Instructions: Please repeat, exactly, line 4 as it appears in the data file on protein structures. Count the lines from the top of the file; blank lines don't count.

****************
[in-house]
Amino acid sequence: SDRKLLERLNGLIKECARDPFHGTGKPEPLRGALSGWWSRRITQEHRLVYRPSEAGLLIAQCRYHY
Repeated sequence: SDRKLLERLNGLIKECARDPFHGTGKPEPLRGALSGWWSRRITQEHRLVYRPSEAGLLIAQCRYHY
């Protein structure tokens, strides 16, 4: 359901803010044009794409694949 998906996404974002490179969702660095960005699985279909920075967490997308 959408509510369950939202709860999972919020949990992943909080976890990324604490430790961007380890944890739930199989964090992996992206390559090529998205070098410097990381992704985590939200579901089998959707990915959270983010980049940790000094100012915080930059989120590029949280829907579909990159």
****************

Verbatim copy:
């Protein structure tokens, strides 16, 4: 359901803010044009794409694949 998906996404974002490179969702660095960005699985279909920075967490997308 959408509510369950939202709860999972919020949990992943909080976890990324604490430790961007380890944890739930199989964090992996992206390559090529998205070098410097990381992704985590939200579901089998959707990915959270983010980049940790000094100012915080930059989120590029949280829907579909990159």